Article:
When discussion turns to the great remaining stands of ancient Western red cedar, many people are refer to the trees found on the western coasts of British Columbia and Washington. Even among those interested in hunting down those fast disappearing giants, precious little attention is paid to the few surviving rainforests of British Columbia’s interior. If you have never been to one of these rare and beautiful sanctuaries, then this story might just pique your interest!
High in the upper Fraser River Valley, about 110 kilometres southeast of Prince George and 93 kilometres northwest of McBride, is a surprising grove of trees just off Highway 16, near the outpost of Dome Creek. Ancient Forest/Chun T’oh Whudujut Park and Protected Area, close to Sugarbowl Grizzly Den Provincial Park and Protected Area, is also host to a most unusual climate. Here, all of the right conditions have combined to create something truly magical. You see, this cedar and hemlock forest has somehow managed to exist without any natural disturbance, including a complete lack of fires, for at least a thousand years. It has the added distinction of being further from an ocean than any of this planet’s other inland temperate rainforests.
The quest for the conservation of these trees was a determined one. It was a University of Northern British Columbia graduate student named Dave Radies who first brought wider attention to this incredible place. The forest had already been been marked and surveyed for logging at that time. This story, thankfully, was to have a different ending! After consistent lobbying and a barrage of media publicity, the provincial government agreed not only to preserve the trees, but to designate part of the land as a provincial park! Thanks to the efforts of the Caledonia Ramblers, an extremely dedicated local hiking club, trails were built, and later interpretive signs were posted so that future generations could appreciate these cedars for years to come. Substantial parking space was also created to accommodate the expected increase in visitors. Cooperation between local First Nations and the Province of British Columbia finally led to the official opening of Ancient Forest/ Chun T’oh Whudjut Provincial Park and Protected Area in 2016.
There are a variety of hiking choices in the park. You can choose a boardwalk section that is wheelchair accessible that can be seen in half an hour, the forty five minute Big Tree Loop, a sixty minute trek to Tree Beard Falls, the ninety minute Ancient Forest Loop, and even a 15 km hike along the more rugged Driscoll Ridge Trail, whose western trailhead is five kilometres west of the park on Highway 16. Not having an entire day to work with, I experienced a good combination of all but the last option! I took a great deal of photographs, and have arranged them, for once, in no particular order. Should you ever visit this park, I think you’d enjoy the opportunity to discover it yourself, as I did!
I can only ponder what it must have been like for First Nations people to discover this woodland paradise. Everything about it seems enchantingly verdant. The understory is alive with mosses, lichens, ferns, and countless other plants. Rising above the forest floor are tall groves of spiny Devil’s Club (Oplopanax horridus), always a challenge to the forest explorer, and a look skyward reveals not only the spiked tops of the ancient cedars, but also their ever present coastal companions, the Western hemlocks. This forest, being inland, is subject to winters that are colder and lengthier than seen on the coast, thus growing seasons are shorter and trees take longer to reach larger girth. Other than the man made structures that have been constructed to preserve the fertile and fragile ground, not much has changed here in the last twenty centuries or so!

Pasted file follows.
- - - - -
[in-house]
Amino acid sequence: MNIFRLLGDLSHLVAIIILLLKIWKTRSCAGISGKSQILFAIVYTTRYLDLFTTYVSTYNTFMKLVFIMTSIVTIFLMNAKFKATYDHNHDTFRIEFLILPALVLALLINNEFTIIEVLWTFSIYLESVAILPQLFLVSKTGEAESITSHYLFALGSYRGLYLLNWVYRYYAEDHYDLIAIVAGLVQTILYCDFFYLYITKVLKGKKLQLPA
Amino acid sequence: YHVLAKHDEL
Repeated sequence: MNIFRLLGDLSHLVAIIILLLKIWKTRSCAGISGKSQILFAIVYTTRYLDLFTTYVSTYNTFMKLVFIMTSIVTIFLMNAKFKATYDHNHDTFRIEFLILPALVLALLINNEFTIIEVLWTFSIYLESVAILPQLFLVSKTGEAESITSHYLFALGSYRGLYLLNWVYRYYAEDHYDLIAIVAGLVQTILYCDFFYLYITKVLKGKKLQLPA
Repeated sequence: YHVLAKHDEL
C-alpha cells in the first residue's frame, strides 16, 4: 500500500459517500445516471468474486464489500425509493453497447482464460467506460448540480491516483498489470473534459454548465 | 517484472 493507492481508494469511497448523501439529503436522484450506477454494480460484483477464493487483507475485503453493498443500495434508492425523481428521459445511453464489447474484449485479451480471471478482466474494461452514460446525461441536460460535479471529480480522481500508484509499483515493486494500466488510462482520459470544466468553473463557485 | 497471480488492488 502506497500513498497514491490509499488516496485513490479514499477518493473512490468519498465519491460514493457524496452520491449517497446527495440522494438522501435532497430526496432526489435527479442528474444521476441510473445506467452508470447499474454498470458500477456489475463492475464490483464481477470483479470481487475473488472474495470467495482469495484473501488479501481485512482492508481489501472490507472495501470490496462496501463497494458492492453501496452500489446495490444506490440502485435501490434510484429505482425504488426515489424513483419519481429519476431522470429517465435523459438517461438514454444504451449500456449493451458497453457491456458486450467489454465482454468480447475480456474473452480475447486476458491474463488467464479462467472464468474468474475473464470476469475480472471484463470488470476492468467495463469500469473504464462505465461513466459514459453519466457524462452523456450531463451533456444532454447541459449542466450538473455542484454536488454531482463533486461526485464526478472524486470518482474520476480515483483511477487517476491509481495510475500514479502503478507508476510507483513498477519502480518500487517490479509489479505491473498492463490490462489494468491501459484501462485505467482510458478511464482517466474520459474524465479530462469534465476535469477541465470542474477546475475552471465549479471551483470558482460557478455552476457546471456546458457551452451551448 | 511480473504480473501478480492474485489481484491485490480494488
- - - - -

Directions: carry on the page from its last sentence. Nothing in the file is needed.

Wildlife in the area is considerably varied. At lower elevation, black bear and deer are commonly sighted, as are moose. Above the forest, high on the Driscoll Ridge Trail, you’ll find Engelmann spruce and subalpine fir growing, where grizzly bears, mountain caribou, and even wolverines can sometimes be sighted.
When I hear logging companies talking about trees like these, they speak in terms that confound me, focusing only on harvesting them for cash value before they reach the end of their lives. What they fail to understand is that aging trees, even those that fall to the ground, are the life blood of the ecosystem, allowing for maximum biodiversity and wildlife habitat. That is why what little remains of apex old growth forest needs to be preserved, not cut down! Surely there is room in our resource based society to at least protect the finest of old growth stands that still remain. If not, they will exist only as posts and beams in some grand architectural design, or worse, be shipped off as raw logs to some foreign land to be processed.
Every once in a while, a superb place like this gets discovered, then preserved in its intact state. While most would agree that it doesn’t happen nearly often enough, at least when it does, I believe it sets an inspirational example of what we should be striving for as a society. We need to preserve nature in its intended state and save its very best for all, instead of destroying it for our own purposes. That’s a vision that I know that I can embrace.